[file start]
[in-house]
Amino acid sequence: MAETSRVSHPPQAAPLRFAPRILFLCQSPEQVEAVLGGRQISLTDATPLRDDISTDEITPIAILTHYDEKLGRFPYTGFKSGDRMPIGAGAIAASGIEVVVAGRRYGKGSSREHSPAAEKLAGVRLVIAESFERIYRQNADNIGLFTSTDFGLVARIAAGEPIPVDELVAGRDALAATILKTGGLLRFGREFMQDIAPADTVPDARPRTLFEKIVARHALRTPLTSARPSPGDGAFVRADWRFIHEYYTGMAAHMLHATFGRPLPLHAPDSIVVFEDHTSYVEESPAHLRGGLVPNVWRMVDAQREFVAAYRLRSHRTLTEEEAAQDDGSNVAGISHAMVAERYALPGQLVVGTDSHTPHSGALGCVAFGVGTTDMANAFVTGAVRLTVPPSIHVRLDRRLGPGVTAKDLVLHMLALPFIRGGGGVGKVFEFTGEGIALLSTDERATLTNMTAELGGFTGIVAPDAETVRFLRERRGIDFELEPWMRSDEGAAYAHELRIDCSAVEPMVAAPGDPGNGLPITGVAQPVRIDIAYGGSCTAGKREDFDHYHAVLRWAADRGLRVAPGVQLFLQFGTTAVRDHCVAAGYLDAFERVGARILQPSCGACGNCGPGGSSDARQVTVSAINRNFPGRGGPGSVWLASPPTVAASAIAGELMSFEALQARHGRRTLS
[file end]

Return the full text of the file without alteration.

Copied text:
[in-house]
Amino acid sequence: MAETSRVSHPPQAAPLRFAPRILFLCQSPEQVEAVLGGRQISLTDATPLRDDISTDEITPIAILTHYDEKLGRFPYTGFKSGDRMPIGAGAIAASGIEVVVAGRRYGKGSSREHSPAAEKLAGVRLVIAESFERIYRQNADNIGLFTSTDFGLVARIAAGEPIPVDELVAGRDALAATILKTGGLLRFGREFMQDIAPADTVPDARPRTLFEKIVARHALRTPLTSARPSPGDGAFVRADWRFIHEYYTGMAAHMLHATFGRPLPLHAPDSIVVFEDHTSYVEESPAHLRGGLVPNVWRMVDAQREFVAAYRLRSHRTLTEEEAAQDDGSNVAGISHAMVAERYALPGQLVVGTDSHTPHSGALGCVAFGVGTTDMANAFVTGAVRLTVPPSIHVRLDRRLGPGVTAKDLVLHMLALPFIRGGGGVGKVFEFTGEGIALLSTDERATLTNMTAELGGFTGIVAPDAETVRFLRERRGIDFELEPWMRSDEGAAYAHELRIDCSAVEPMVAAPGDPGNGLPITGVAQPVRIDIAYGGSCTAGKREDFDHYHAVLRWAADRGLRVAPGVQLFLQFGTTAVRDHCVAAGYLDAFERVGARILQPSCGACGNCGPGGSSDARQVTVSAINRNFPGRGGPGSVWLASPPTVAASAIAGELMSFEALQARHGRRTLS